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Good Practices: Oracle BPEL

Posted by Vivek on January 26, 2009

–Do not import or add XSD files in a ZIP file into a BPEL project. Always  extract the XSD files from a ZIP file before importing them.

–Do not include any special characters in the project name (such as periods). If you do include special characters, errors appear when you attempt to compile your project

–The bpel.xml file content is only read into memory when the file is opened. Therefore, if you change the content of bpel.xml after the file is opened, the changes are not made in memory. After changing the content of the BPEL file, close and reopen the file for the changes to take effect.

–Do not edit the bpel.xml file through a combination of Oracle JDeveloper and a text editor such as Notepad or Wordpad. Use only a single editing environment such as Oracle JDeveloper.

–Do not edit the bpel.xml file, BPEL files, and WSDL files while changing the
design of the process. If you want to edit a file:
1. Ensure that the BPEL files are not being edited in Oracle JDeveloper. If they are being edited (that is, a tab for that file is visible), close it and save changes as needed.
2. Edit the required file and save the changes

–Oracle BPEL Process Manager does not support SOAP-encoded arrays.(soapenc:arrayType).
Use one of the following workarounds:
         * Apache Axis supports document-literal style services. This means you can change the service to not use soapenc:arrayType.
         * A wrapper can be placed around the service (also using Apache Axis) so that the BPEL process talks to the document literal wrapper service, which in turn calls the underlying service with soapenc:arrayType.
         * Call a service with soapenc:arrayType from BPEL, but construct the XML message more manually in the BPEL code. This enables you to avoid changing or wrapping the service. However, each time you want to call that service from BPEL, you must take extra steps

–If you use large binary attachment files in SOAP messages with Oracle Database Lite, your BPEL process may not complete processing, which can cause you to run out of system memory. Oracle Database Lite is largely for testing purposes. To use large binary attachment files in SOAP messages, use an Oracle Database as your dehydration store

–Use TCP tunneling to view SOAP messages exchanged between the BPEL process flow and the Web service (including those containing the
correlation ID). You can see the exact SOAP messages that are sent to, or received from, services with which a BPEL process flow communicates.

–Instead of manually entering an expression, you can press Ctrl and then the space bar in the Expression field. Scroll through the list of values that appears and double-click the value you want. Edit the value as necessary. As you enter information, a trailing slash can appear. This means you are being prompted for additional information. Either enter additional information, or press the Esc key and delete the trailing slash to complete the input of information.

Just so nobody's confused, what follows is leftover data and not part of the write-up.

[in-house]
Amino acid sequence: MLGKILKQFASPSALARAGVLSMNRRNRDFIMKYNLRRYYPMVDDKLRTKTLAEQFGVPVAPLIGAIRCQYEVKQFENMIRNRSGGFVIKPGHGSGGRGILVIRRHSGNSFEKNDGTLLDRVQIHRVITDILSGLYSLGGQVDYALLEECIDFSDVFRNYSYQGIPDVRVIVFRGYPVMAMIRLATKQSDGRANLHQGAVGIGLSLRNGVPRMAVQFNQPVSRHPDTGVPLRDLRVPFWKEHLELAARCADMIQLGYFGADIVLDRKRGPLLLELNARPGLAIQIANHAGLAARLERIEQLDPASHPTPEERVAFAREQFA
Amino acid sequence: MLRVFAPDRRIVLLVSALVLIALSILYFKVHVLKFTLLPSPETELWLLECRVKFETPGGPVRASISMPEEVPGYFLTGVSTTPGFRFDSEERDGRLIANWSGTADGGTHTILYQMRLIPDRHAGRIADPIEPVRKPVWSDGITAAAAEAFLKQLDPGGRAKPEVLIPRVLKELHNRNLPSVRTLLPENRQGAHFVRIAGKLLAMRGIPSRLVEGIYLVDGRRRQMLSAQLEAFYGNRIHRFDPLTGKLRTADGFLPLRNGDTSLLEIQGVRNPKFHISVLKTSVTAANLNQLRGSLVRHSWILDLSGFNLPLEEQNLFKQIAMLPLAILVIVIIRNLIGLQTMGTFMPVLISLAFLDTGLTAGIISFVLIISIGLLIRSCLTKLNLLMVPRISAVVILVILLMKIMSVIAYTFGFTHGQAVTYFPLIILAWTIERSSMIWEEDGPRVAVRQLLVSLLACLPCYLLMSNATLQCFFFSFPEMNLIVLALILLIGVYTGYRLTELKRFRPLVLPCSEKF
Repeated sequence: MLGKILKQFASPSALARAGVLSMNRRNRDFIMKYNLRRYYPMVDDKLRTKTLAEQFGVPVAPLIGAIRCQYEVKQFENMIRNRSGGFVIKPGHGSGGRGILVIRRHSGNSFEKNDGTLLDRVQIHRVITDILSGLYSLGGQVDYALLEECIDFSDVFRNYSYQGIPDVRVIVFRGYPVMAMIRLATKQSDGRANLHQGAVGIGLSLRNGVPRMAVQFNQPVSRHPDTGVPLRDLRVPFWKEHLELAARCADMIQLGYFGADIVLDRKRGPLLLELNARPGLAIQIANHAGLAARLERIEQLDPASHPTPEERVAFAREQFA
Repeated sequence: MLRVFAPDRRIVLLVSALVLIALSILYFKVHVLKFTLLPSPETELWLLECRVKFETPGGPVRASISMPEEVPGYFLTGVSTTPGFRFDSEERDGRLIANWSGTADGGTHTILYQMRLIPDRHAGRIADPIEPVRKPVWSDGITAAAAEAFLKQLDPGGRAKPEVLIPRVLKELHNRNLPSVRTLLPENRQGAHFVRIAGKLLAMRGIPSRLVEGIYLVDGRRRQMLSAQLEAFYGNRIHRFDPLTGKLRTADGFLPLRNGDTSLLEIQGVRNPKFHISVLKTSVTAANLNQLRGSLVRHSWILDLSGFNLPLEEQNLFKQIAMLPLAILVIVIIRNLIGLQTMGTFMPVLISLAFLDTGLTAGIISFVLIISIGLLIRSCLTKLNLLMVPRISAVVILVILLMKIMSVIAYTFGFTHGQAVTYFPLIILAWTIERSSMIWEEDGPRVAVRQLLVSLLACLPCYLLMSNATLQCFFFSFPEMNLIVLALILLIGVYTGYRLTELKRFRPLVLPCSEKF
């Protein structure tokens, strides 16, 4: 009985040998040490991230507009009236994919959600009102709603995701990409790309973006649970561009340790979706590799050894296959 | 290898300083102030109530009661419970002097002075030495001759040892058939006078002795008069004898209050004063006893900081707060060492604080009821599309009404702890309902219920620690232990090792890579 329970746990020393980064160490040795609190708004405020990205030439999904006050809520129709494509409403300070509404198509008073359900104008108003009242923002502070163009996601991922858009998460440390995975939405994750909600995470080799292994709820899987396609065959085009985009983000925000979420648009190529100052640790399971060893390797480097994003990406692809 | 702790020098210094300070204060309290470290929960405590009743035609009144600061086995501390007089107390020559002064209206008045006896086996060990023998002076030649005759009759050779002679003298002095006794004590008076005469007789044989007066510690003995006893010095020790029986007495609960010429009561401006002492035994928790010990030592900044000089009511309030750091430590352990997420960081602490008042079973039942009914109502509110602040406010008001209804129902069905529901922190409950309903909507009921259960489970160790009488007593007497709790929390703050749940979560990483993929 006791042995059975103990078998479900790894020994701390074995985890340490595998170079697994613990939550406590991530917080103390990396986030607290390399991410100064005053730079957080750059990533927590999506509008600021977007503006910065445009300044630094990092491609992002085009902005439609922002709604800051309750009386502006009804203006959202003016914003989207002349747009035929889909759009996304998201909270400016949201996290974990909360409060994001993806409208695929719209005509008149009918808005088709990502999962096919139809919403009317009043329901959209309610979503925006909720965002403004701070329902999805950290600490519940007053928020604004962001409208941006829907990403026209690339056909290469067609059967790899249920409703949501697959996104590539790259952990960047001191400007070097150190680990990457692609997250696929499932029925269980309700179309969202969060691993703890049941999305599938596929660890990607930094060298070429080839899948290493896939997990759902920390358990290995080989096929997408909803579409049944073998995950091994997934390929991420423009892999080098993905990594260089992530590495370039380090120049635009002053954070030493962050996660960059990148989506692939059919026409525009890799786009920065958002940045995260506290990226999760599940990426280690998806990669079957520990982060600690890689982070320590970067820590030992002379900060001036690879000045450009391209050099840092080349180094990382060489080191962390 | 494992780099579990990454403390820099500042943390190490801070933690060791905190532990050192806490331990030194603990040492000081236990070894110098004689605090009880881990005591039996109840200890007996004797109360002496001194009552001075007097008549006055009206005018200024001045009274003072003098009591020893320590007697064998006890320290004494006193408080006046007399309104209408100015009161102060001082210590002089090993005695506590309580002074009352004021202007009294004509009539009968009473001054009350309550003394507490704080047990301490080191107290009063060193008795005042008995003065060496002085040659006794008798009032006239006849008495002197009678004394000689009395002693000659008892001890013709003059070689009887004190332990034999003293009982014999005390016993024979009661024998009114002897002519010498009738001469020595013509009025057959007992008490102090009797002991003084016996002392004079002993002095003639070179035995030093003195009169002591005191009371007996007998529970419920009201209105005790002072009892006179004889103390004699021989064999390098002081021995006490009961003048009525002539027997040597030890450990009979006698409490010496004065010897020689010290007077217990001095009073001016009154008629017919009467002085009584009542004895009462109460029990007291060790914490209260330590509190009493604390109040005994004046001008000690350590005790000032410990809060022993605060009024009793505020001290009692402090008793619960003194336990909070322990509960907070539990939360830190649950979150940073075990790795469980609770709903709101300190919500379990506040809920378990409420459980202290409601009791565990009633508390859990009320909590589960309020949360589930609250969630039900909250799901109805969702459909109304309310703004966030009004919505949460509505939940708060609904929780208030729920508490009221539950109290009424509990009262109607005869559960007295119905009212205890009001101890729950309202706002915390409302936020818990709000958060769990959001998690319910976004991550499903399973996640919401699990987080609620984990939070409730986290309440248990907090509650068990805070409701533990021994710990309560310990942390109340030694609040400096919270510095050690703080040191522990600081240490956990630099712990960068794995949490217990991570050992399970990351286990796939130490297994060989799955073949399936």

–Do not copy and paste the expression syntax shown in this document into Oracle JDeveloper. This is because the single and double quotation marks are sometimes not compatible with Oracle JDeveloper. Instead, use the Expression Builder window or press Ctrl and then the space bar to use the XPath Building  Assistant.
–When you deploy a process with the same name and version, you are prompted to overwrite the currently-deployed BPEL process or deploy to a new version number. The best practice is to always deploy to a new version (as described in this tutorial). Redeploying a process with the same version can have consequences, such as instances being marked as stale.


I recommend reading the following article about Managing complexities within a BPEL Environment. It includes some of the best practices one can follow to ensure availability of BPEL Infrastructure.

Hope it helps.


Posted in jdeveloper, oracle | 1 Comment »

Oracle in Middleware

Posted by Vivek on September 21, 2008

Oracle has an array of products for building a strong middleware. Oracle has done everything it can to provide integration solutions to its customers. But not all are happy with these solutions. You can see some curt replies on forums or ask any oracle developer.

If you complain about deployment and usabilities of Oracle Enterprise software, you just know the tip of an iceberg.

When you are (God forbids) unlucky enough to get hired as a Senior Software Developer for Oracle, you will see the full horrible iceberg.

First of all, their enterprise software architecture is bad, and based on all the principles of “How to write slow and unreliable Java code”. They use EJB, RMI and all distributed technologies unnecessarily, for no particular reason, except to amuse themselves, and torture their customers.

Second of all, a lot of Oracle enterprise applications claim to be J2EE applications, but contain a lot of Active X and proprietary javascript code for Internet Explorer, so they run only with Internet Explorer.

Third of all, they have very bad intergration strategy between Oracle products, so some Oacle products run very well (well here means relatively less bugs) with every other Application Server, except Oracle Application Server 😉

Forth of all, they don’t have good practice about Refactoring, Code review, Test first Development, only have theory, so the quality of Oracle’s code is terrible.

Fifth of all, they have a very funny build process for J2EE application, which involves 10 different tools, from simple javac to Ant to Unix shell sh, m4 interepreter to Cruise Control, perl script, yapp and God know what else. But I swear that one day I really counted them, and there were 10 different things in all. Why the hell they cannot use Ant and Cruise Control, or if they must, use either Perl or Sh script? But they use 10 different things. Thanks God they don’t include C# and Visual Basic into the build process.